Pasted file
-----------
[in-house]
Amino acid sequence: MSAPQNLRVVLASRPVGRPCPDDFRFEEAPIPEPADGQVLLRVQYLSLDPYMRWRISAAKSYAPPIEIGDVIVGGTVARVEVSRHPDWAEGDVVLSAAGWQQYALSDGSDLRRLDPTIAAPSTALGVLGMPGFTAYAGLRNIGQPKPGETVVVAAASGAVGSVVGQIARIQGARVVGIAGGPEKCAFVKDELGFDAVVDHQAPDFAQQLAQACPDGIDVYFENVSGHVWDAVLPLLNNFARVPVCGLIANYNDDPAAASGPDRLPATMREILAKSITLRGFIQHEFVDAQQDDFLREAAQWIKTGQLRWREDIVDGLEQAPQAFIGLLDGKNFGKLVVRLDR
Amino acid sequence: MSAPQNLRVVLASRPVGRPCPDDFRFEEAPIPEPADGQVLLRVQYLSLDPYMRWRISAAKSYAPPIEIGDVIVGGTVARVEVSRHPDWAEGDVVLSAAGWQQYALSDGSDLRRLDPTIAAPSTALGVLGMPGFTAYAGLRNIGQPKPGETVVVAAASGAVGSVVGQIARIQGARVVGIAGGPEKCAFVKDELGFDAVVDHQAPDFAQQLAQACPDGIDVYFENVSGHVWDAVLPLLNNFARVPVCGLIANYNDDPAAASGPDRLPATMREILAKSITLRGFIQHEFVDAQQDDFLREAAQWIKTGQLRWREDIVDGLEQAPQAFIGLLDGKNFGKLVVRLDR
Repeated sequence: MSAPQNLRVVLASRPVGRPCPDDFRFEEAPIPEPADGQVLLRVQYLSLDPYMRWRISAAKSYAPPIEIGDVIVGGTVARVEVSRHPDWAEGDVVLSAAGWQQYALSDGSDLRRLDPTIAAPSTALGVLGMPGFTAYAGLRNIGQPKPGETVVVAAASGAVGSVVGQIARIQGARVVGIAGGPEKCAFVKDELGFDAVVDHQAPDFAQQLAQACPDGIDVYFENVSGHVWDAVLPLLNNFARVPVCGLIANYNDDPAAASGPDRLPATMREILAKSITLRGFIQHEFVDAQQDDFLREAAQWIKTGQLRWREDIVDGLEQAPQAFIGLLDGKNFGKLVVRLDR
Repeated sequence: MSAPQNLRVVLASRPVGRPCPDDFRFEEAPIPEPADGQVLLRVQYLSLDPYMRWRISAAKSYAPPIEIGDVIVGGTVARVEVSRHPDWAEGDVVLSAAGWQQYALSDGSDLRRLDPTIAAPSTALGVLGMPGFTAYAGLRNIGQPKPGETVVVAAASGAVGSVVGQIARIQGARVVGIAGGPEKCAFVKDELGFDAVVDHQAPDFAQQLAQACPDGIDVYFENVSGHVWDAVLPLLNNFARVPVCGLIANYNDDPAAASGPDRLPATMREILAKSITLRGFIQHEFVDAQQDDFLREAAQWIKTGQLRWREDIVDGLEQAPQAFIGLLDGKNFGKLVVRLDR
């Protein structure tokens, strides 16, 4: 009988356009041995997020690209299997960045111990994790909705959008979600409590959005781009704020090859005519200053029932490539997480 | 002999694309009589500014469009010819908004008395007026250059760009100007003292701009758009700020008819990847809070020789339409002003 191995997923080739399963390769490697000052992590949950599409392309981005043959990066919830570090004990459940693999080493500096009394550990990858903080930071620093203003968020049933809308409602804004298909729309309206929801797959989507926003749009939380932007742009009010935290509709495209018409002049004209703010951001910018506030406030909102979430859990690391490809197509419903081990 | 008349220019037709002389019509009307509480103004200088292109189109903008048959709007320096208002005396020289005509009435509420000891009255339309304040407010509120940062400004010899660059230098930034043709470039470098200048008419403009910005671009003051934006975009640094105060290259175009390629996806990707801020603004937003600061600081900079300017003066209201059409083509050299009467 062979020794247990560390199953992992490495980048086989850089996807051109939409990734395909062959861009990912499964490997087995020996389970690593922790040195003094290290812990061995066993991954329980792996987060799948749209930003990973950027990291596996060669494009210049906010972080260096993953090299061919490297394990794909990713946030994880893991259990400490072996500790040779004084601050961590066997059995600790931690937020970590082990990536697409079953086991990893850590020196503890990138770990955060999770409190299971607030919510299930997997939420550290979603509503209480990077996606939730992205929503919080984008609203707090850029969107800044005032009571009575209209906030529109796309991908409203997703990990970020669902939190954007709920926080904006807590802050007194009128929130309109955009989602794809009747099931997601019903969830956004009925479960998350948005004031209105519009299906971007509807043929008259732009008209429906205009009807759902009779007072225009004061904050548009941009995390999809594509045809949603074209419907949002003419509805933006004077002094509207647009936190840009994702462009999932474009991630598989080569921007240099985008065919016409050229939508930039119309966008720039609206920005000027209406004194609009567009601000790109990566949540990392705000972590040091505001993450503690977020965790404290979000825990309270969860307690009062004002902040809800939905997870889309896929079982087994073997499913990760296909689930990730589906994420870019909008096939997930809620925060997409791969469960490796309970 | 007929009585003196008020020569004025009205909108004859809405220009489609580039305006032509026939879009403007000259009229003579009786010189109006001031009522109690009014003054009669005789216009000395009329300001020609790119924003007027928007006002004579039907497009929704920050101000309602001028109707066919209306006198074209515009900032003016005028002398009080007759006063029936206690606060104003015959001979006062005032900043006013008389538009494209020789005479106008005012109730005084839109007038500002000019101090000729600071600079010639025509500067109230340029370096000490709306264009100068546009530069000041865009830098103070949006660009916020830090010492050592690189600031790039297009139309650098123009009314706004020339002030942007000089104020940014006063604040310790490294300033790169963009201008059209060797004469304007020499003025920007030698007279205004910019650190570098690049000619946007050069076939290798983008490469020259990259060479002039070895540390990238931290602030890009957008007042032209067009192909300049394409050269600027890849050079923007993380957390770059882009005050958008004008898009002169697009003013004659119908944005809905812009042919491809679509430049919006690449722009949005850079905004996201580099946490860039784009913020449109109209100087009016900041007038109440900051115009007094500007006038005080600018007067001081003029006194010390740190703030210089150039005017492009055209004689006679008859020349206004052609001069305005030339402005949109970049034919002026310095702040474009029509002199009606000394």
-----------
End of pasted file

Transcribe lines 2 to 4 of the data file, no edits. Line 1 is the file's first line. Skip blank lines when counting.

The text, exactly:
Amino acid sequence: MSAPQNLRVVLASRPVGRPCPDDFRFEEAPIPEPADGQVLLRVQYLSLDPYMRWRISAAKSYAPPIEIGDVIVGGTVARVEVSRHPDWAEGDVVLSAAGWQQYALSDGSDLRRLDPTIAAPSTALGVLGMPGFTAYAGLRNIGQPKPGETVVVAAASGAVGSVVGQIARIQGARVVGIAGGPEKCAFVKDELGFDAVVDHQAPDFAQQLAQACPDGIDVYFENVSGHVWDAVLPLLNNFARVPVCGLIANYNDDPAAASGPDRLPATMREILAKSITLRGFIQHEFVDAQQDDFLREAAQWIKTGQLRWREDIVDGLEQAPQAFIGLLDGKNFGKLVVRLDR
Amino acid sequence: MSAPQNLRVVLASRPVGRPCPDDFRFEEAPIPEPADGQVLLRVQYLSLDPYMRWRISAAKSYAPPIEIGDVIVGGTVARVEVSRHPDWAEGDVVLSAAGWQQYALSDGSDLRRLDPTIAAPSTALGVLGMPGFTAYAGLRNIGQPKPGETVVVAAASGAVGSVVGQIARIQGARVVGIAGGPEKCAFVKDELGFDAVVDHQAPDFAQQLAQACPDGIDVYFENVSGHVWDAVLPLLNNFARVPVCGLIANYNDDPAAASGPDRLPATMREILAKSITLRGFIQHEFVDAQQDDFLREAAQWIKTGQLRWREDIVDGLEQAPQAFIGLLDGKNFGKLVVRLDR
Repeated sequence: MSAPQNLRVVLASRPVGRPCPDDFRFEEAPIPEPADGQVLLRVQYLSLDPYMRWRISAAKSYAPPIEIGDVIVGGTVARVEVSRHPDWAEGDVVLSAAGWQQYALSDGSDLRRLDPTIAAPSTALGVLGMPGFTAYAGLRNIGQPKPGETVVVAAASGAVGSVVGQIARIQGARVVGIAGGPEKCAFVKDELGFDAVVDHQAPDFAQQLAQACPDGIDVYFENVSGHVWDAVLPLLNNFARVPVCGLIANYNDDPAAASGPDRLPATMREILAKSITLRGFIQHEFVDAQQDDFLREAAQWIKTGQLRWREDIVDGLEQAPQAFIGLLDGKNFGKLVVRLDR